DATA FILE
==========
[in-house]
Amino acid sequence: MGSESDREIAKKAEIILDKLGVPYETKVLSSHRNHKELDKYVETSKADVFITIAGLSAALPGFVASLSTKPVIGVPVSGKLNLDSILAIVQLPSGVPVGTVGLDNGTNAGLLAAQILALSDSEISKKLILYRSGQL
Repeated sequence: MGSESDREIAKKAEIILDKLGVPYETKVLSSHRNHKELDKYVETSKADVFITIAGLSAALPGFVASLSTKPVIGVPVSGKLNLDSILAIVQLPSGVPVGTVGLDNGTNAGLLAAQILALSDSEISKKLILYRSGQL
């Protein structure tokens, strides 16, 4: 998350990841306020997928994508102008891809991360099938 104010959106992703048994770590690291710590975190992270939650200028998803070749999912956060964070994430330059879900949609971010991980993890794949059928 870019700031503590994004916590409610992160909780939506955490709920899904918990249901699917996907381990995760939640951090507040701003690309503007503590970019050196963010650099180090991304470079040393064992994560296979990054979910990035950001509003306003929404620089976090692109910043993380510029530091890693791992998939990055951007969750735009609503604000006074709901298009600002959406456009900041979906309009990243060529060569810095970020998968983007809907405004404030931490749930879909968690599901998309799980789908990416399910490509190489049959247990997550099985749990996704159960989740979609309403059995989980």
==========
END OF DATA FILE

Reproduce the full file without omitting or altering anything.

[in-house]
Amino acid sequence: MGSESDREIAKKAEIILDKLGVPYETKVLSSHRNHKELDKYVETSKADVFITIAGLSAALPGFVASLSTKPVIGVPVSGKLNLDSILAIVQLPSGVPVGTVGLDNGTNAGLLAAQILALSDSEISKKLILYRSGQL
Repeated sequence: MGSESDREIAKKAEIILDKLGVPYETKVLSSHRNHKELDKYVETSKADVFITIAGLSAALPGFVASLSTKPVIGVPVSGKLNLDSILAIVQLPSGVPVGTVGLDNGTNAGLLAAQILALSDSEISKKLILYRSGQL
């Protein structure tokens, strides 16, 4: 998350990841306020997928994508102008891809991360099938 104010959106992703048994770590690291710590975190992270939650200028998803070749999912956060964070994430330059879900949609971010991980993890794949059928 870019700031503590994004916590409610992160909780939506955490709920899904918990249901699917996907381990995760939640951090507040701003690309503007503590970019050196963010650099180090991304470079040393064992994560296979990054979910990035950001509003306003929404620089976090692109910043993380510029530091890693791992998939990055951007969750735009609503604000006074709901298009600002959406456009900041979906309009990243060529060569810095970020998968983007809907405004404030931490749930879909968690599901998309799980789908990416399910490509190489049959247990997550099985749990996704159960989740979609309403059995989980």